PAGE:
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An Army of Moms and Pops


While the biggest companies draw all the media attention, this is still a nation of relatively small workplaces. Every year, the U.S. Census Bureau publishes a study called County Business Patterns, which looks at the number of employees per establishment, defined as a "single physical location at which business is conducted."

Based on the data for 2000, released earlier this year, there are only 16.1 workers, on average, per establishment. About 54% of U.S. workplaces have fewer than five employees. (A single company may have many establishments. These figures exclude most government agencies and railroad employees.)

The average size of the workplace has been rising, but not very quickly. The average number of employees per establishment was 14.8 in 1993. Nevertheless, the number of small establishments--those with fewer than five workers--has actually risen by 9% since then.

Topping the list of biggest workplaces is the guided missile industry, with each workplace averaging 2,800 employees. Other mammoth workplaces include casino hotels, motor-vehicle plants, nuclear power generators, and poultry-processing plants. Some of the largest establishments are in health care and education, with about 1,500 hospitals and 300 colleges and universities, each employing more than 1,000 workers.

At the other end of the size spectrum is retail trade, where small is the norm. About half of retail shops have fewer than five employees. And plenty of high-powered work is done in small offices, especially in professions such as management consulting, computer-systems design, and architecture. For example, the census data show that in management consulting, 77% of establishments have fewer than five workers, while only 1% have more than 100.

And then there are the smallest workplaces. The winners? Nail salons, with 2.8 employees each, and shoe-repair shops, with 2.5 workers. Why are so many countries mired in poverty? One school of thought says that countries' prospects for economic growth are influenced by geographic factors such as their latitude (tropical or temperate), whether they are landlocked or have seaports, whether they're in places where diseases such as malaria are endemic, and whether they're near wealthy trading partners. A prominent exponent of the geography-as-destiny school is economist Jeffrey D. Sachs, formerly of Harvard University and now director of Columbia University's Earth Institute, who advises U.N. Secretary General Kofi Annan on how to alleviate poverty.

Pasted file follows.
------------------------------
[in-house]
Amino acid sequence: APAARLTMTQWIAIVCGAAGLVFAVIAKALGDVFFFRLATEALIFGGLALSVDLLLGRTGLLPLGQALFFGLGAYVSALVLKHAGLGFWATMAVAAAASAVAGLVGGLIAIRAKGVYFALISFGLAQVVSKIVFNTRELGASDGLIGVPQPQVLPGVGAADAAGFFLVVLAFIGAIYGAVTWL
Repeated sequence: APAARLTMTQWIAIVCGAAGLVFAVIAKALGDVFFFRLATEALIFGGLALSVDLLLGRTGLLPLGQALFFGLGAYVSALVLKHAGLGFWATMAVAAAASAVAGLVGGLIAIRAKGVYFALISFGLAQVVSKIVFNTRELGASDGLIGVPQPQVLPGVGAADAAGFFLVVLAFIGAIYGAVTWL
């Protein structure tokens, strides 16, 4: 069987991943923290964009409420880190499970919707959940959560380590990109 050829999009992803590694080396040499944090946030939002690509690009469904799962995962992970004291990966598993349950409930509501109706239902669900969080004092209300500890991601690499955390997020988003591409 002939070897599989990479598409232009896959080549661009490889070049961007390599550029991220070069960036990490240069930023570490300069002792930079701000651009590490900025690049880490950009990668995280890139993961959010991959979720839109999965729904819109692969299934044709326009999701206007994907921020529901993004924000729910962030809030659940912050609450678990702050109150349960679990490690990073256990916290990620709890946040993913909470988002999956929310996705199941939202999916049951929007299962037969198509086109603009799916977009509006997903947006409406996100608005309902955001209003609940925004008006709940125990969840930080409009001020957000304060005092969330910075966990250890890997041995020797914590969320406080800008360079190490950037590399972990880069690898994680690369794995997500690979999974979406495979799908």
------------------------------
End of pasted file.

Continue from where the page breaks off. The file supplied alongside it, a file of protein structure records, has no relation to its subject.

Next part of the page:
But the Sachs argument is being challenged by economists William Easterly of the Institute for International Economics, formerly of the World Bank, and Ross Levine of the University of Minnesota. In a National Bureau of Economic Research working paper, they say their analysis of the data shows that geography matters, but only to the extent that it influences the formation of institutions in countries, such as whether property rights are protected and whether there is real economic competition, as opposed to an entrenched elite. For example, democratic institutions were less likely to arise in regions with endemic disease because European colonists preferred exploiting their natural resources to settling there.

If Sachs were right--that geography rules--you would expect little change over time in the income ranking of countries, since latitude doesn't change. But a forthcoming paper by Daron Acemoglu of Massachusetts Institute of Technology and others--cited by Easterly and Levine--says that in the colonized regions of the world, there has apparently been a reversal of income rankings between 1500 and today.

Levine says he and Easterly are more optimistic than Sachs about the possibility of alleviating poverty because it's at least possible--albeit difficult--to change institutions. In contrast, the geographic factors that Sachs believes directly affect poverty, such as tropical latitude, are unchangeable. Housing costs consume nearly 35% of household budgets in the Northeast, four percentage points more than in the Midwest (table). Property taxes are one reason for the discrepancy: On average, households in the Northeast devote 4.6% of annual expenditures to property taxes. Those taxes account for just 3.1% of expenditures in the Midwest and only 2.4% in the West and South.

Those figures come from the latest Labor Dept. consumer-spending survey. The survey, based on 2000 data but just released in June, shows that the West is hit hardest by mortgage payments, with 8.5% of household expenditures devoted to mortgage interest and charges, vs. a national average of 6.9%. In the South, it's utilities that are the high-cost item, with electricity--probably for air-conditioning--accounting for 3.3% of spending, vs. a national average of 2.4%.

Since Midwesterners and Southerners spend the least on housing, what do they do with the difference? Transportation, for one thing. Vehicle purchases make up 10.3% of Southern budgets and 9.6% of Midwest budgets, vs. 8.3% in the West and a low of 7% in the Northeast.

The regional disparities in mortgage payments square with the National Association of Realtors' Housing Affordability Index. It indicates that buying a house is most affordable in the Midwest and least in the West: The July composite index was 171 for the Midwest and just 105 for the West. A value of 100 means a family with the median income has just enough money to qualify for a mortgage on a median-priced home.


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